It’s a thing. A big thing. Always has been.
Even though the bar has been lowered down to below sealevel due to publishing agencies no longer having the monolpoly on good stuff.
It’s still not something everybody does.
OK, better put: does right.
It being made possible for everyone intelligent enough to push a few buttons on the internet, doesn’t make you a great writer. You have to be able to know how to sell. If you’re only good at the writing part, then that’s unfortunate.
Something that I’ve noticed while setting up some of the ‘necessary’ online accounts, is that being writer, or rather, to become a writer, has become different with the use of internet and particularly, social media.
You need to be known to sell book. You don’t have to be a great writer to sell, you have to be known.
People are desperate to know your face, what you’re about, if you tuck your Nan in at night, if you eat politically correct, if you have any aspirations being the best Guitar Hero in the world.
Of course, I’m exaggerating. It’s just that I’ve noticed that ever since the big publishing offices have made a big downfall because of the POD-possibillities (Print On Demand, accessable for and to anyone), the quality of most works have made the same fall.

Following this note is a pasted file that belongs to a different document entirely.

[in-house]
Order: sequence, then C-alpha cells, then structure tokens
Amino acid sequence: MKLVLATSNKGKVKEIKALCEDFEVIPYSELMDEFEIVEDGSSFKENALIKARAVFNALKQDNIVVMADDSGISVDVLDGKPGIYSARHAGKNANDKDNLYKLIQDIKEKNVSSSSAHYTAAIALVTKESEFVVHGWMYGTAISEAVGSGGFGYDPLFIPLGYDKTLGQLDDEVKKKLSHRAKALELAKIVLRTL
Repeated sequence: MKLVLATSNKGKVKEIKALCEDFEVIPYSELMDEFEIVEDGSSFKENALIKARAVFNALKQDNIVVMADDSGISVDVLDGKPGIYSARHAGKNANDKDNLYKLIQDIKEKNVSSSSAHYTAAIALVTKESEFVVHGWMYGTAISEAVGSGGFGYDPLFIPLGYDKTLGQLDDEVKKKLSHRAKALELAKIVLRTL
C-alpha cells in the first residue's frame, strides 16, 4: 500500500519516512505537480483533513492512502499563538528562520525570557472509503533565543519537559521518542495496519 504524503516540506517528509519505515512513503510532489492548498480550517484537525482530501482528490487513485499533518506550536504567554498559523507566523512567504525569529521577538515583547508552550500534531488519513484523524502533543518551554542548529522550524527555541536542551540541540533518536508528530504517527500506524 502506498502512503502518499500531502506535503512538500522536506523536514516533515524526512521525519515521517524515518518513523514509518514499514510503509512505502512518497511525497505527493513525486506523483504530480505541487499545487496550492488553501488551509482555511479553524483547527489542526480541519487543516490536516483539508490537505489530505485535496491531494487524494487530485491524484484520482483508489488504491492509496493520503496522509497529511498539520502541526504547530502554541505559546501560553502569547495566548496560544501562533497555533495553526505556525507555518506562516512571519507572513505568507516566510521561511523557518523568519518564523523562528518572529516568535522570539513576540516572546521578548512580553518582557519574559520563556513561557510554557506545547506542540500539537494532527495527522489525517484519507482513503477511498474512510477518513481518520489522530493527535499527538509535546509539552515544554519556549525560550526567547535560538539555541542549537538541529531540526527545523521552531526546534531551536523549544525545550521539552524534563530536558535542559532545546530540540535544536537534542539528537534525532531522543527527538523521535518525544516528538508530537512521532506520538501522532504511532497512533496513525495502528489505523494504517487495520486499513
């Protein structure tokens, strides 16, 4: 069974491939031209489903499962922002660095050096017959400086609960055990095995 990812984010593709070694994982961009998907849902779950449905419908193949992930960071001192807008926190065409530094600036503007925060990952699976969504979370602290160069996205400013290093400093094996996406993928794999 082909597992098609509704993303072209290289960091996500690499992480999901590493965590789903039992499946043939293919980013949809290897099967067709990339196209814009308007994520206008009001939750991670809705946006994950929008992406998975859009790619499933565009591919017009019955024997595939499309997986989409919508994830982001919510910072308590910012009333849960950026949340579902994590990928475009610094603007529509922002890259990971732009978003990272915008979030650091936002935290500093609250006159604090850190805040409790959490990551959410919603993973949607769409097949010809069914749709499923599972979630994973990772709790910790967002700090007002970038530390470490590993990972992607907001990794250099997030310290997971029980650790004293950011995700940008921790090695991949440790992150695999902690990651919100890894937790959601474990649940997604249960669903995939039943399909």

Walking in a bookstore has become a rareness, finding a pearl of good words hidden within the sheets of a book even more.
What astonishes me more though, is the fact that where it was formerly the Big Industry of Books, it now has become a sport to suck writers dry of their talents and success by small companies.
In England and America, you need to have an agent. Without an agent, not even the smallest company will touch your manuscript, take a serious look at it. Agents cost money. People smell money. They know they can live of the money that someone else is worth on their behalf. The good old ‘I’ve discovered him/her, so I should get money’.
I must say I’m quite disgusted by how many small companies have risen due to publishers no longer being the headmaster of publishing, but a whole new segment of the market has found its way to the shore that calls itself publishing.
For a writer this means that nothing has changed much.
S/he still has to pay a lot of money to get anything done. Being talented is for free. They way of proving this to the world is not.
The only thing that has changed, as far as I can see, is that an agent will tell you if you’re talented enough to even invest in yourself that way. A publisher won’t give you feedback.
There’s loads of websites where you can find courses to learn how to write better, how to improve the letter you mean to send to a publisher. You can enter a competition to at least earn some kind of audience.
None of them are free. None. They all cost.
Claiming this is to keep a level of quality. That it’s necessary to keep the level of quality up that they claim to have.
Meanwhile, critisms and reviews are still expected to be for free. I don’t buy it.